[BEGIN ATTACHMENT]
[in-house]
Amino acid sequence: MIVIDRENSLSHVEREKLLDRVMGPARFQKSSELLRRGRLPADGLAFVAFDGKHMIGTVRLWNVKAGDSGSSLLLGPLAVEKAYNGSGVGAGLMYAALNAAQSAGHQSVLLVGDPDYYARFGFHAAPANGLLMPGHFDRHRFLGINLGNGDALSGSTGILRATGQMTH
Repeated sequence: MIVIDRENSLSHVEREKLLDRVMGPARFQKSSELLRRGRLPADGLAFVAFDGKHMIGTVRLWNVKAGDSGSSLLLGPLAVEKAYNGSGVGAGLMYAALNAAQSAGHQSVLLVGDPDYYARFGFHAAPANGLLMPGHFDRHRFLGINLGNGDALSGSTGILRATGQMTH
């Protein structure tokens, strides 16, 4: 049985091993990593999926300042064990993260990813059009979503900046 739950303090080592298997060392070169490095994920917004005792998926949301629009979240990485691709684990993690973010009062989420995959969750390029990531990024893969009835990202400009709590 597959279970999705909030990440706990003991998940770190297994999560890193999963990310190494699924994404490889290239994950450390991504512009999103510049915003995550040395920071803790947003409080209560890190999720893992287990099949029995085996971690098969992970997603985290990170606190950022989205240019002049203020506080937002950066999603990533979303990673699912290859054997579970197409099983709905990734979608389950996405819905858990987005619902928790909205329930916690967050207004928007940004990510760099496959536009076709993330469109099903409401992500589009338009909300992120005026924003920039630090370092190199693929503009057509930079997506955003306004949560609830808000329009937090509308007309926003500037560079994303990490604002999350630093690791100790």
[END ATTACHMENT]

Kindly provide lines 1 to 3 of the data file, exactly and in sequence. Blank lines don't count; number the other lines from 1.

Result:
[in-house]
Amino acid sequence: MIVIDRENSLSHVEREKLLDRVMGPARFQKSSELLRRGRLPADGLAFVAFDGKHMIGTVRLWNVKAGDSGSSLLLGPLAVEKAYNGSGVGAGLMYAALNAAQSAGHQSVLLVGDPDYYARFGFHAAPANGLLMPGHFDRHRFLGINLGNGDALSGSTGILRATGQMTH
Repeated sequence: MIVIDRENSLSHVEREKLLDRVMGPARFQKSSELLRRGRLPADGLAFVAFDGKHMIGTVRLWNVKAGDSGSSLLLGPLAVEKAYNGSGVGAGLMYAALNAAQSAGHQSVLLVGDPDYYARFGFHAAPANGLLMPGHFDRHRFLGINLGNGDALSGSTGILRATGQMTH